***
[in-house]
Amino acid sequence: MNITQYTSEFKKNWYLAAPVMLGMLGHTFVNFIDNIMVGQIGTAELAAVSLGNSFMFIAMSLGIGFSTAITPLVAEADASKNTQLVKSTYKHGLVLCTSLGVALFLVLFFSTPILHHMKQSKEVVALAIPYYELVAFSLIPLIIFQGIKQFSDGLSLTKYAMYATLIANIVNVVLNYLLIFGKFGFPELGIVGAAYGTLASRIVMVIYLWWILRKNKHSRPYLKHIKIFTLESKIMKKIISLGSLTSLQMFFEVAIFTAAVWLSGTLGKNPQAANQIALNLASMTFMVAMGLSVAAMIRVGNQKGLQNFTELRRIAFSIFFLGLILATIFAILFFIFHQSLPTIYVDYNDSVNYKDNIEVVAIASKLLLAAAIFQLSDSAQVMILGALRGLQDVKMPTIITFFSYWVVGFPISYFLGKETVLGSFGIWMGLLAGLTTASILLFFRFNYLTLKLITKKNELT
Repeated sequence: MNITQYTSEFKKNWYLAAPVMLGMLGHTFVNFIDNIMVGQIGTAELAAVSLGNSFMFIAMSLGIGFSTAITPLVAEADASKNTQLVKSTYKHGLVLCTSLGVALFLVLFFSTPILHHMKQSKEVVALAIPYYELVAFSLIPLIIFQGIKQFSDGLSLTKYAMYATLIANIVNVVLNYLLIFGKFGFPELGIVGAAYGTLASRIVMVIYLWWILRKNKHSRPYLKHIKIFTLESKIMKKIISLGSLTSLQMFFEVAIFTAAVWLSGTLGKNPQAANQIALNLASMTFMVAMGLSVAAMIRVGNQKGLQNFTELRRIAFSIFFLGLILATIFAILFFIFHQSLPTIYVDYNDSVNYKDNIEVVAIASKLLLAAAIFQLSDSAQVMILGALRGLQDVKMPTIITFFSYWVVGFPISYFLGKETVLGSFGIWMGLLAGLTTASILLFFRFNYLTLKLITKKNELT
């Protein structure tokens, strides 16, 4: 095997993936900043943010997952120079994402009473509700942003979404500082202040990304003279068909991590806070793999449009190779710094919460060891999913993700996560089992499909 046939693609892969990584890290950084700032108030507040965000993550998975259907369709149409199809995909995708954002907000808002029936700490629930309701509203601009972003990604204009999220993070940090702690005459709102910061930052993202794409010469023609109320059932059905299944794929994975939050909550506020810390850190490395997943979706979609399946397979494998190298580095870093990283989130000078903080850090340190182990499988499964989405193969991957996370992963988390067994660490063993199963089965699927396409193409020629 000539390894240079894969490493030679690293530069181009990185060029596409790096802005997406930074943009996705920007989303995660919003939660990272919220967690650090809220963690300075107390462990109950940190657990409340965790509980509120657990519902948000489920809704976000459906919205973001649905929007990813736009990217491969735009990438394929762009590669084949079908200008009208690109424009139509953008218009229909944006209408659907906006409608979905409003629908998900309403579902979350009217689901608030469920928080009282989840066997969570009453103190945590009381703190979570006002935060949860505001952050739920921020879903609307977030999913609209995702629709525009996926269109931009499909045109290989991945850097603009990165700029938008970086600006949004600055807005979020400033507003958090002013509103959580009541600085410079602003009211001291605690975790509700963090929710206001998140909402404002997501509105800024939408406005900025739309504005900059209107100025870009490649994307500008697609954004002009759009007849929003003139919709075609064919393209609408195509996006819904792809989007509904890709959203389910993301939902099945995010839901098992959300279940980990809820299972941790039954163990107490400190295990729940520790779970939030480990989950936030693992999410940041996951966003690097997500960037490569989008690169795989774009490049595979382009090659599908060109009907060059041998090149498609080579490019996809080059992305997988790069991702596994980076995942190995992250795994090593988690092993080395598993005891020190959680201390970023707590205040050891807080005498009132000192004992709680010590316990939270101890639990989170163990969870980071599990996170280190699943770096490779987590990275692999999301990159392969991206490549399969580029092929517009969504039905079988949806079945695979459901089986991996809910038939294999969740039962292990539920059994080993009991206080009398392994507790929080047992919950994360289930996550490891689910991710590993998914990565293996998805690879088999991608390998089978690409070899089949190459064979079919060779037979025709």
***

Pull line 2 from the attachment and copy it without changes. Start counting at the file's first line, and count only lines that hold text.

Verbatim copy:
Amino acid sequence: MNITQYTSEFKKNWYLAAPVMLGMLGHTFVNFIDNIMVGQIGTAELAAVSLGNSFMFIAMSLGIGFSTAITPLVAEADASKNTQLVKSTYKHGLVLCTSLGVALFLVLFFSTPILHHMKQSKEVVALAIPYYELVAFSLIPLIIFQGIKQFSDGLSLTKYAMYATLIANIVNVVLNYLLIFGKFGFPELGIVGAAYGTLASRIVMVIYLWWILRKNKHSRPYLKHIKIFTLESKIMKKIISLGSLTSLQMFFEVAIFTAAVWLSGTLGKNPQAANQIALNLASMTFMVAMGLSVAAMIRVGNQKGLQNFTELRRIAFSIFFLGLILATIFAILFFIFHQSLPTIYVDYNDSVNYKDNIEVVAIASKLLLAAAIFQLSDSAQVMILGALRGLQDVKMPTIITFFSYWVVGFPISYFLGKETVLGSFGIWMGLLAGLTTASILLFFRFNYLTLKLITKKNELT